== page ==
Haneke said even though she came in as a waitress/bartender without any knowledge about cars other than how to put gas in it, check the oil and air in the tires, the supportive learning environment helped her quickly become an accomplished member of the team.

“From my experience in the three CARSTAR locations in our network that are owned by Tom Martin, that is exactly what we are, an extended family that is there for each other in time of need on and off the clock. We occasionally do group activities outside of work that helps us grow as a team and our blood family is welcomed with open arms as well. I’ve been here for going on six years and gained so many people from it.

“I tell other women who want to get into this industry ‘You got this!’. If you want to understand it, you totally can,” she noted. “I have learned a lot and can do so much now. I still have questions and learn new things almost every day but have come so far. Now when my husband tries to talk cars with me, I can keep up for the most part. I did not really know what to expect when I got into this and I would say it is much different than what I originally thought and what most people may think. We don’t just sit at a desk all day and stare at a computer. We deal with customers, techs, part issues and more. Multitasking is a major part of this position.”

Kelly Beemer, customer service representative at CARSTAR Troy, keeps her positive focus by proving her skills and abilities.

“Sometimes it gets frustrating in this industry when you are talking to a male customer and they won’t even look at you when they are speaking, they focus on the male in the office,” she said. “My approach is to not get frustrated, just keep proving that I’m worthy of being here. The team here really encourages and teaches the female team members just as they would another male. My favorite part is how everyone works together to achieve the same goal.”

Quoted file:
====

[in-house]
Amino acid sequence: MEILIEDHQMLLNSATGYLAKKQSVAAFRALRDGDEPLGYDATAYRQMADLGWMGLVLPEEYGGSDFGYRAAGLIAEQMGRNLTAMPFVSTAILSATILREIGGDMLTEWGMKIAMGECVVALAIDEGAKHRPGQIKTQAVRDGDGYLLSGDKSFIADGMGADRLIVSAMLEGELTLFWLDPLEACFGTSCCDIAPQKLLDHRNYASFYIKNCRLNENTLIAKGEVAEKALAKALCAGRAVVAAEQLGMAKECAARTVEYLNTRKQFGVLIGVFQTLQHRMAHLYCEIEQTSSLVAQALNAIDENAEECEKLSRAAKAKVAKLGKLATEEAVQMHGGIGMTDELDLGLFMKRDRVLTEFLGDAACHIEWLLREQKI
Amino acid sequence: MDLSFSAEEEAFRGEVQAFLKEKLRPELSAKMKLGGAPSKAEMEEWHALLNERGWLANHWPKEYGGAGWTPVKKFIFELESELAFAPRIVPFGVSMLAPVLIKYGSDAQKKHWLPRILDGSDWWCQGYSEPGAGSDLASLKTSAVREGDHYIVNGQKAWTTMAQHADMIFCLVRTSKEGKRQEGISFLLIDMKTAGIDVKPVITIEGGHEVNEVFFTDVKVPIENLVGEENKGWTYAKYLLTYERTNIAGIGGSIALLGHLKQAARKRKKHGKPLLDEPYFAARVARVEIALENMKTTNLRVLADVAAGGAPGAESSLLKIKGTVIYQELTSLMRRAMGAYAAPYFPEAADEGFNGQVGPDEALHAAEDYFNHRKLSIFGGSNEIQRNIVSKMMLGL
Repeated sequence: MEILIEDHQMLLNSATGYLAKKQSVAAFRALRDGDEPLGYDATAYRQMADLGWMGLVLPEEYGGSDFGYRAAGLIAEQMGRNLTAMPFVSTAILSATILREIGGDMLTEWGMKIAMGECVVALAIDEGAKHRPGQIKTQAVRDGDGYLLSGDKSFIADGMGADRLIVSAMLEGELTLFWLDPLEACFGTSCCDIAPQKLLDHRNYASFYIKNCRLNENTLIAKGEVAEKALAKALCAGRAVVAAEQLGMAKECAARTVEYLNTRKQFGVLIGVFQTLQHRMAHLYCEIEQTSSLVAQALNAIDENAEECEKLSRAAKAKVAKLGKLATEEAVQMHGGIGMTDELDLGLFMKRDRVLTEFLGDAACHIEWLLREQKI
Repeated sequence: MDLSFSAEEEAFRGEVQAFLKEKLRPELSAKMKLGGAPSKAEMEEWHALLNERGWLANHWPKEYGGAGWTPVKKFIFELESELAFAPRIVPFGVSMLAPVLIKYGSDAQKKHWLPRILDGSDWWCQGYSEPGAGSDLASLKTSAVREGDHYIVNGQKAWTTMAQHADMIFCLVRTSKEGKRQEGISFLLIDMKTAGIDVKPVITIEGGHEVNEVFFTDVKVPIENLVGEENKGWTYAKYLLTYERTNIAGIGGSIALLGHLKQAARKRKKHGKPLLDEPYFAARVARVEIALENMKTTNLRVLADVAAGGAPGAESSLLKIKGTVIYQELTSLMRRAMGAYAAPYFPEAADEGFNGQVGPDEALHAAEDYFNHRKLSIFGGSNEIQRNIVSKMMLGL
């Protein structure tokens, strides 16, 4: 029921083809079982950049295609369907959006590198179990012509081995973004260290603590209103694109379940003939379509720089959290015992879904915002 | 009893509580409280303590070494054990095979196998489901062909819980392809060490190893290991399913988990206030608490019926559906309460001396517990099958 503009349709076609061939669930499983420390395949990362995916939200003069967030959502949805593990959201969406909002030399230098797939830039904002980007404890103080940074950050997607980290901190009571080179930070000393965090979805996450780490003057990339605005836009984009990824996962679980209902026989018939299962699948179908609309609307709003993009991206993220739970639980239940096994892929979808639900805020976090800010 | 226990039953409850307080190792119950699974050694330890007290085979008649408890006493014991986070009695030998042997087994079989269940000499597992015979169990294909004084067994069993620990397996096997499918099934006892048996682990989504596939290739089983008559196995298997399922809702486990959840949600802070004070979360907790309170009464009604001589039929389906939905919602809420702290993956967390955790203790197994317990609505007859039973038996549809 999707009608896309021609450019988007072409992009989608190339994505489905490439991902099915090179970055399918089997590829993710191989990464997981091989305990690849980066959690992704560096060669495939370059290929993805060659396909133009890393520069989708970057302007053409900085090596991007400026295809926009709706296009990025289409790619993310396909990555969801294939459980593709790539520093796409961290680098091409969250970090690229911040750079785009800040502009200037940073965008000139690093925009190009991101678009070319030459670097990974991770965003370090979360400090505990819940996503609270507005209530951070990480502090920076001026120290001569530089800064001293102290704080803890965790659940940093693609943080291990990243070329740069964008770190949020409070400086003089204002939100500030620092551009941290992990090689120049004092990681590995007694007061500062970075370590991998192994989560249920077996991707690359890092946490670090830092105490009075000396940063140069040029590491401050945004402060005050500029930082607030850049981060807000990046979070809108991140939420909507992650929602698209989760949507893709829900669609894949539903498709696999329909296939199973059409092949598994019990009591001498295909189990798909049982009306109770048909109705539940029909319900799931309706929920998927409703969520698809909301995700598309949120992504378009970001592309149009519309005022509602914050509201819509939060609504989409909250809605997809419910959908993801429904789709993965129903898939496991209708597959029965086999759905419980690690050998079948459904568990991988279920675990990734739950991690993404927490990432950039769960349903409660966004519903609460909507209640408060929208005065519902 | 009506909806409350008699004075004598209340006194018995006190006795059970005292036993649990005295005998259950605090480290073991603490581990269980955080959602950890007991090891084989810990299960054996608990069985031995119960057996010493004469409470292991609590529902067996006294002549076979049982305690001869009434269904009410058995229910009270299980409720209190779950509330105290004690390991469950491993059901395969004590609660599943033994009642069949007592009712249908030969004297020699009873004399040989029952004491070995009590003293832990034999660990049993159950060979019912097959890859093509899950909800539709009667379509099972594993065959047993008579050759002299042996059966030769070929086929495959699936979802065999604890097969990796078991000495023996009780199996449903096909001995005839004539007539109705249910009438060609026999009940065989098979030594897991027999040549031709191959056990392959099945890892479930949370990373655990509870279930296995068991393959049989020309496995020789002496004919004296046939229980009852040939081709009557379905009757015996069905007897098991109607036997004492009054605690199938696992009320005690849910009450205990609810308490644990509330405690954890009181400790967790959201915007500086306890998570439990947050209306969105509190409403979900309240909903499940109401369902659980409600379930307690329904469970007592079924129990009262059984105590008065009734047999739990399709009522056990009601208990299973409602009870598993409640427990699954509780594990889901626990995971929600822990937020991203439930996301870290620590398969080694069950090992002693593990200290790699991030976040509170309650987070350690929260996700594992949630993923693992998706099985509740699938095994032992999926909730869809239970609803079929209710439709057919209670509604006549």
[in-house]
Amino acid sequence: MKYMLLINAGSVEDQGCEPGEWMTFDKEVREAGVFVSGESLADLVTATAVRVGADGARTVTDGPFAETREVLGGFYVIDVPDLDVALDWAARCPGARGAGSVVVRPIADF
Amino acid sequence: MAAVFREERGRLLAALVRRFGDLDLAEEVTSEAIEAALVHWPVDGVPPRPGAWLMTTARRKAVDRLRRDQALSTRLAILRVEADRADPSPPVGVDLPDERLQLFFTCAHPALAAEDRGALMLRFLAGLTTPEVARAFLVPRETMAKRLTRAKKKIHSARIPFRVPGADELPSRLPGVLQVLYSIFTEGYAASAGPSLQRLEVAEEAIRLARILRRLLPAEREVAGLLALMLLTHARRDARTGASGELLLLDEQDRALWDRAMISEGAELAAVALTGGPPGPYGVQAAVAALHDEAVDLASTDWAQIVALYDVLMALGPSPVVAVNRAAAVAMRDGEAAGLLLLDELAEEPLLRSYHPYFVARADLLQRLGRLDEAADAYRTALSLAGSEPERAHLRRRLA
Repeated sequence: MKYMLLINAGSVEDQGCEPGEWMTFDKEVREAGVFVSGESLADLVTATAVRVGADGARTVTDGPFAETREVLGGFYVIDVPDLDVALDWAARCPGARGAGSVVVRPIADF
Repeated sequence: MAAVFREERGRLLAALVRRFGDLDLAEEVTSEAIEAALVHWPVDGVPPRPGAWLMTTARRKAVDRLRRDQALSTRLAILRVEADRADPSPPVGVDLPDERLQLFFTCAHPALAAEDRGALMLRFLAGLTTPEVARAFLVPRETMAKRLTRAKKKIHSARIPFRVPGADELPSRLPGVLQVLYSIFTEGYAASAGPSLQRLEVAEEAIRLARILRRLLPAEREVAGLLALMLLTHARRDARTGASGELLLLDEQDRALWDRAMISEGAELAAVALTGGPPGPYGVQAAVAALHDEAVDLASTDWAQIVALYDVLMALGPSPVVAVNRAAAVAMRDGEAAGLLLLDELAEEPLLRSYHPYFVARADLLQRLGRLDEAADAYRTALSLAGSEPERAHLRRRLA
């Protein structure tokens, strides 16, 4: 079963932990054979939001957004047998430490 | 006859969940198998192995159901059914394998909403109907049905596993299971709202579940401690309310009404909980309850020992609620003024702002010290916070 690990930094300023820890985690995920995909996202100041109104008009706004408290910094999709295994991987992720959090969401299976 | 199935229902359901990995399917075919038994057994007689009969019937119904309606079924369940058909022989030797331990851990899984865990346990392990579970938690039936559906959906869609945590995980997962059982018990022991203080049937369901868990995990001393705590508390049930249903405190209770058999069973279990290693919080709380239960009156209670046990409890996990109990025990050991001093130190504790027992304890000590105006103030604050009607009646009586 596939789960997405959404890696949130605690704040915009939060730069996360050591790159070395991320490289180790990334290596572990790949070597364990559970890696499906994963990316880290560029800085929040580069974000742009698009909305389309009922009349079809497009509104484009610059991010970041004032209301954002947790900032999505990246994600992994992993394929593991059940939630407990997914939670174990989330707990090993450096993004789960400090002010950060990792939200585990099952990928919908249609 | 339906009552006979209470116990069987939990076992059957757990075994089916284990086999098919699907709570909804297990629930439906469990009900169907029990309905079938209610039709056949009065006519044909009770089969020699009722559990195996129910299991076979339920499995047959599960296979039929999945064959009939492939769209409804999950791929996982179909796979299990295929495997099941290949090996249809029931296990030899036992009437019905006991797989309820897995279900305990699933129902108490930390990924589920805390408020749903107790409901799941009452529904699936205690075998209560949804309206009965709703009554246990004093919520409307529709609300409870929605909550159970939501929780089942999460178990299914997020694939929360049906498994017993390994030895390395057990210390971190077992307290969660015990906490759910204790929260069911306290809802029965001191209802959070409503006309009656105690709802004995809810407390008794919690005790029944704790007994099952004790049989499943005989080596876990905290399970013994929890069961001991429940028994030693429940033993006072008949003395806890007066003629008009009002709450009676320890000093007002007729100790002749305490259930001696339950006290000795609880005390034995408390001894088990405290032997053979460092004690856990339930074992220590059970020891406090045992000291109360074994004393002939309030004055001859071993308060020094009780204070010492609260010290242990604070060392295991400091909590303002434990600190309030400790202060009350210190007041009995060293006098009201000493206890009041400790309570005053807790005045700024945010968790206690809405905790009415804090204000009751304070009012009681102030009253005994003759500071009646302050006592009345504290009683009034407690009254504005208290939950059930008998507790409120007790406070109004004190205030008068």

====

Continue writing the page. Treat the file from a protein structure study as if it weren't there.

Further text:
Lisa Collins, office manager and customer service representative for CARSTAR Sidney Body in Sidney, OH, said the family culture creates a great workplace for women.

“Since I have worked in a male-dominated industry most of my life, one of the initial challenges I faced were the men doubting my knowledge of vehicles,” Collins said. “Over time, almost all the employees have come to respect my work and my knowledge from my years of experience in the automotive repair industry, parts distribution and now the collision repair industry.  More often, it is the male customer who initially has doubts related to my knowledge of a particular repair situation.

Collins credits CARSTAR training and support and the family atmosphere with helping her succeed.

“CARSTAR provides training and support to ensure I have the knowledge needed to complete my job,” she said. “In addition, we have daily meetings to ensure everyone is on task and on the same page, so we all work together to achieve the goals necessary to make the facility successful. The keyword here is ‘family’! CARSTAR works hard to promote the team concept, both inside the office as well as sponsoring outside functions that help us all grow together. Also, many things are done by the management to show how much they appreciate you as an employee. Tom and Angie make us homemade meals for all the major holidays, which is very delicious and appreciated.”

For women looking to join the collision repair industry, Collins said, “Don’t be afraid to get out of your comfort zone.  Learn to participate in the team. Be a listener, but also don’t be afraid to speak up and share your knowledge or expertise.”

Katie Hoaglund, a body/paint prepper technician at CARSTAR Lancaster A-1 AB in Lancaster, MA, said the collision repair industry is great for any women who want to work hard and be proud of what they do.

“Being a female in the industry is great,” she said. “I like working in the field. And yes, it would be nice to see more females in shops. It’s hard labor, but it’s all worth it if you love what you do. The team at CARSTAR supports me by treating me the same as the guys. Also, it’s great that they have the confidence in me knowing that I can do the job right. They also give me the tools and the technical information that I need to get the job done. It’s great they have all of the latest equipment to get the job done right…not like other places I have been. It’s a friendly environment to be in and a great place to work.”

Hoaglund said a job like hers is for any female who wants to work in this industry, make an honest living, and be proud of what they do.

“It’s a fun and rewarding industry to be in,” she added.